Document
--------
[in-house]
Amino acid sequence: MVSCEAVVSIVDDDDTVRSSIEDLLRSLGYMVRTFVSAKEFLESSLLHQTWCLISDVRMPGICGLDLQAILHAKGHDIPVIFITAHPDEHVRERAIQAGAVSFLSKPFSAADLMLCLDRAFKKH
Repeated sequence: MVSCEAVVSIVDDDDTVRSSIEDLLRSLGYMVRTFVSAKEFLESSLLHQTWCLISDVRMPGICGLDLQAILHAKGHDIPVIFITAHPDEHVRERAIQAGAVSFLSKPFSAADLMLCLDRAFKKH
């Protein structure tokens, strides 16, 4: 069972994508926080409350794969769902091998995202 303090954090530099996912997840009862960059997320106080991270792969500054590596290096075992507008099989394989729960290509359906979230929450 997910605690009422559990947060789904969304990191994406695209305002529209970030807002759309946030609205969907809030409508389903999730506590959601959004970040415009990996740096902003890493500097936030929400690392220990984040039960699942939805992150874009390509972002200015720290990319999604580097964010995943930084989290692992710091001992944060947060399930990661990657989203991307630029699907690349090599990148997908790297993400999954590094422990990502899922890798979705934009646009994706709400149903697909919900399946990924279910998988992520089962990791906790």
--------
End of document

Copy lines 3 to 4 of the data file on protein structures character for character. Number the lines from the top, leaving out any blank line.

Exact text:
Repeated sequence: MVSCEAVVSIVDDDDTVRSSIEDLLRSLGYMVRTFVSAKEFLESSLLHQTWCLISDVRMPGICGLDLQAILHAKGHDIPVIFITAHPDEHVRERAIQAGAVSFLSKPFSAADLMLCLDRAFKKH
């Protein structure tokens, strides 16, 4: 069972994508926080409350794969769902091998995202 303090954090530099996912997840009862960059997320106080991270792969500054590596290096075992507008099989394989729960290509359906979230929450 997910605690009422559990947060789904969304990191994406695209305002529209970030807002759309946030609205969907809030409508389903999730506590959601959004970040415009990996740096902003890493500097936030929400690392220990984040039960699942939805992150874009390509972002200015720290990319999604580097964010995943930084989290692992710091001992944060947060399930990661990657989203991307630029699907690349090599990148997908790297993400999954590094422990990502899922890798979705934009646009994706709400149903697909919900399946990924279910998988992520089962990791906790």